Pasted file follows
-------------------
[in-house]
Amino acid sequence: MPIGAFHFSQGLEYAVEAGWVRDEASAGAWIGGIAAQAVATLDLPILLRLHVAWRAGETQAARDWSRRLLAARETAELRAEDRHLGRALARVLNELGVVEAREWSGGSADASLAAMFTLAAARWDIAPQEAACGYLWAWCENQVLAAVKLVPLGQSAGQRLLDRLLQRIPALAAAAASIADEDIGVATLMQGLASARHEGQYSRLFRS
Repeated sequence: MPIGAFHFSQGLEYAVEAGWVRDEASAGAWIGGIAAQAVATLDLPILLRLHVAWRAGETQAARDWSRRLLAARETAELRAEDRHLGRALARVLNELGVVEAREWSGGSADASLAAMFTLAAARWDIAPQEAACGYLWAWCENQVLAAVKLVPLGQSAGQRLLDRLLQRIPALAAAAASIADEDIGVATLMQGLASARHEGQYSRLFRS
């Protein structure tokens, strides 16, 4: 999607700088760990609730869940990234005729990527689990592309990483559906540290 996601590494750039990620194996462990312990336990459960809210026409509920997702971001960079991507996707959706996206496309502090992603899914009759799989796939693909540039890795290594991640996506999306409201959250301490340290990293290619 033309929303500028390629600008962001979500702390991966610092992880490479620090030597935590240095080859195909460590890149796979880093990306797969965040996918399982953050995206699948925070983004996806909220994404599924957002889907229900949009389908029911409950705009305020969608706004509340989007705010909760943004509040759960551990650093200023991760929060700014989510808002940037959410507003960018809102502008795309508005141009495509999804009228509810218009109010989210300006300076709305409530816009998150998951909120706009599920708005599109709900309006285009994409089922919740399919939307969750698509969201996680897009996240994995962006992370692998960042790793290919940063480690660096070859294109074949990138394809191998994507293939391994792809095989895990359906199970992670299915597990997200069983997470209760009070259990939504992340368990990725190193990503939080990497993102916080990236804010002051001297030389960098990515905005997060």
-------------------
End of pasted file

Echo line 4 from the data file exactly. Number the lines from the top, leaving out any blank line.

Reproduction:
């Protein structure tokens, strides 16, 4: 999607700088760990609730869940990234005729990527689990592309990483559906540290 996601590494750039990620194996462990312990336990459960809210026409509920997702971001960079991507996707959706996206496309502090992603899914009759799989796939693909540039890795290594991640996506999306409201959250301490340290990293290619 033309929303500028390629600008962001979500702390991966610092992880490479620090030597935590240095080859195909460590890149796979880093990306797969965040996918399982953050995206699948925070983004996806909220994404599924957002889907229900949009389908029911409950705009305020969608706004509340989007705010909760943004509040759960551990650093200023991760929060700014989510808002940037959410507003960018809102502008795309508005141009495509999804009228509810218009109010989210300006300076709305409530816009998150998951909120706009599920708005599109709900309006285009994409089922919740399919939307969750698509969201996680897009996240994995962006992370692998960042790793290919940063480690660096070859294109074949990138394809191998994507293939391994792809095989895990359906199970992670299915597990997200069983997470209760009070259990939504992340368990990725190193990503939080990497993102916080990236804010002051001297030389960098990515905005997060």